Vaccination available at our office. Make an Online Appointment for Flu Vaccination to come in at your convenience, or call (877) 696-9263. Supplies are limited and appointments are required.
Much of the illness and death caused by the flu can be prevented by a yearly flu shot. People in high-risk groups and people who are in close contact with those at high risk should get a flu shot every year. Influenza, or the flu, is generally not dangerous, but complications from the infection can be. The flu vaccine (a flu shot), creates an immunity to the flu and protects you against the flu. The flu shot is made from inactivated viruses (the viruses are killed), and experts consider the flu shots safe. Make an appointment for Flu Vaccination and Consultation today. We use Fluzone® from Aventis®.
Who Should Get a Flu Shot?
Some people who get the flu become seriously ill and need to be hospitalized. Some people even die from illnesses related to the flu. That’s why it’s important for you and your doctor to determine whether your family needs the flu vaccine.
- Adults and children (> 6 months) who want to avoid the flu
- Adults and children (> 6 months) with chronic heart or lung conditions & asthma
- Persons 50 years or older
- Adults and children (> 6 months) who need regular medical care or had to be in a hospital because of metabolic diseases (like diabetes), chronic kidney disease, or weakened immune system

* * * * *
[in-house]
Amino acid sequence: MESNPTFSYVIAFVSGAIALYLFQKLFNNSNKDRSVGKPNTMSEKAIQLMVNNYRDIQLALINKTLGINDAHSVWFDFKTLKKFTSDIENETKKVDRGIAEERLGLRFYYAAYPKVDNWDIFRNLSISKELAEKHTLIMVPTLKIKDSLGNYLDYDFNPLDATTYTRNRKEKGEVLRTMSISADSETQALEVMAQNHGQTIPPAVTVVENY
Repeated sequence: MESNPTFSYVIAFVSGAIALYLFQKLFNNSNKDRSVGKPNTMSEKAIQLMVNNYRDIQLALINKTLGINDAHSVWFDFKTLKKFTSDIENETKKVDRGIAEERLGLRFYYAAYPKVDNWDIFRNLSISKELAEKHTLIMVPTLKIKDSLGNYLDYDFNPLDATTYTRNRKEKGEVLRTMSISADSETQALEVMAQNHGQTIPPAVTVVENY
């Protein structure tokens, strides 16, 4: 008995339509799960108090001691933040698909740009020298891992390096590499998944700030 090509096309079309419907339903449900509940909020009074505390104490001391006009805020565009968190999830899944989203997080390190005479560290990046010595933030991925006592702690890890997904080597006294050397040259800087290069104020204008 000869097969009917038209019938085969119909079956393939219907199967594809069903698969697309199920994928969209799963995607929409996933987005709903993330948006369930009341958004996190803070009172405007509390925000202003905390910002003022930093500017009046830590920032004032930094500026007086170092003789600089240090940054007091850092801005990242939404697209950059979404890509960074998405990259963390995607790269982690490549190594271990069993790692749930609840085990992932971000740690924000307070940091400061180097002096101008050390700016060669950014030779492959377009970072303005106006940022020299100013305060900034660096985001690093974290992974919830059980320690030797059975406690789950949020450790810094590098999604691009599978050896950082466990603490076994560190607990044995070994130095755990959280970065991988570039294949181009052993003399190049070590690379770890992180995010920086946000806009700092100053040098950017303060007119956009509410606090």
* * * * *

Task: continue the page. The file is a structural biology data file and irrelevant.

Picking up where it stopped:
- Residents of nursing homes and other long-term care facilities
- Children and teenagers (6 months to 18 years) who are on long-term aspirin therapy
- Women who will be more than 3 months pregnant during the flu season
- Persons who provide important community services (such as police, fire department personnel, emergency medical services, doctors, nurses and hospital workers).
The flu vaccine reduces the average person’s chances of catching the flu by up to 80% during the season. For healthy young adults, the flu shot reduces the risk of getting the flu by up to 90%. Even if an immunized person gets the flu, symptoms usually will be fewer and milder.
Is the Flu Vaccine Safe During Pregnancy & While Breastfeeding?
Pregnancy can increase the risk for complications from the flu, and pregnant women are more likely to be hospitalized from complications of the flu than non-pregnant women of the same age. Women who will be beyond the first 3 months of pregnancy during the flu season should get a flu shot. Pregnant women who have medical problems that increase their risk for complications from the flu should get a flu shot before the flu season, no matter their stage of pregnancy. Also, it is safe to get a flu shot if you are breastfeeding. A flu shot cannot cause flu in either you or your baby.
When Should You Get a Flu Shot?
We are now offering the flu vaccine, and recommend getting vaccinated between September and mid-November (but you may be given the vaccine at other times of the year). Flu season is from November to April, with most cases occurring between late December and early March. The best defense is get vaccinated as soon as the vaccine becomes available.